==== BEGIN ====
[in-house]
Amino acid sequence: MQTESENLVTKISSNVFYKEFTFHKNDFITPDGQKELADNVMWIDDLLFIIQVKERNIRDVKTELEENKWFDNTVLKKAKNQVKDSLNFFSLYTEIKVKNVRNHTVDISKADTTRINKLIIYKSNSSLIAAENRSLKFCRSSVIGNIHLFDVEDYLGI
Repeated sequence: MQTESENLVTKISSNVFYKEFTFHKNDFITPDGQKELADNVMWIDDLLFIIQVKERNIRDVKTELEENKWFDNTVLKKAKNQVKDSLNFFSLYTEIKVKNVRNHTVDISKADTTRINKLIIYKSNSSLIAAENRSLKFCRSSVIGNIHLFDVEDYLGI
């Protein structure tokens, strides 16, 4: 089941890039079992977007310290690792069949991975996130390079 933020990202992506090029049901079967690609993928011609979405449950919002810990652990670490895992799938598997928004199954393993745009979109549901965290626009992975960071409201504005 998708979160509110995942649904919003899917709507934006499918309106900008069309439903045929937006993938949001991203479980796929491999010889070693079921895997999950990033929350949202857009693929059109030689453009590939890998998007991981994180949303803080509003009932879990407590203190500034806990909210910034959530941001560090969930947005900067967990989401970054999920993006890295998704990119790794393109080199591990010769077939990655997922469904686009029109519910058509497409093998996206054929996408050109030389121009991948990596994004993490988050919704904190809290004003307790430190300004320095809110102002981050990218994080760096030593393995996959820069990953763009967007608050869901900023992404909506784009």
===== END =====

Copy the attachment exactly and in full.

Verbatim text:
[in-house]
Amino acid sequence: MQTESENLVTKISSNVFYKEFTFHKNDFITPDGQKELADNVMWIDDLLFIIQVKERNIRDVKTELEENKWFDNTVLKKAKNQVKDSLNFFSLYTEIKVKNVRNHTVDISKADTTRINKLIIYKSNSSLIAAENRSLKFCRSSVIGNIHLFDVEDYLGI
Repeated sequence: MQTESENLVTKISSNVFYKEFTFHKNDFITPDGQKELADNVMWIDDLLFIIQVKERNIRDVKTELEENKWFDNTVLKKAKNQVKDSLNFFSLYTEIKVKNVRNHTVDISKADTTRINKLIIYKSNSSLIAAENRSLKFCRSSVIGNIHLFDVEDYLGI
């Protein structure tokens, strides 16, 4: 089941890039079992977007310290690792069949991975996130390079 933020990202992506090029049901079967690609993928011609979405449950919002810990652990670490895992799938598997928004199954393993745009979109549901965290626009992975960071409201504005 998708979160509110995942649904919003899917709507934006499918309106900008069309439903045929937006993938949001991203479980796929491999010889070693079921895997999950990033929350949202857009693929059109030689453009590939890998998007991981994180949303803080509003009932879990407590203190500034806990909210910034959530941001560090969930947005900067967990989401970054999920993006890295998704990119790794393109080199591990010769077939990655997922469904686009029109519910058509497409093998996206054929996408050109030389121009991948990596994004993490988050919704904190809290004003307790430190300004320095809110102002981050990218994080760096030593393995996959820069990953763009967007608050869901900023992404909506784009």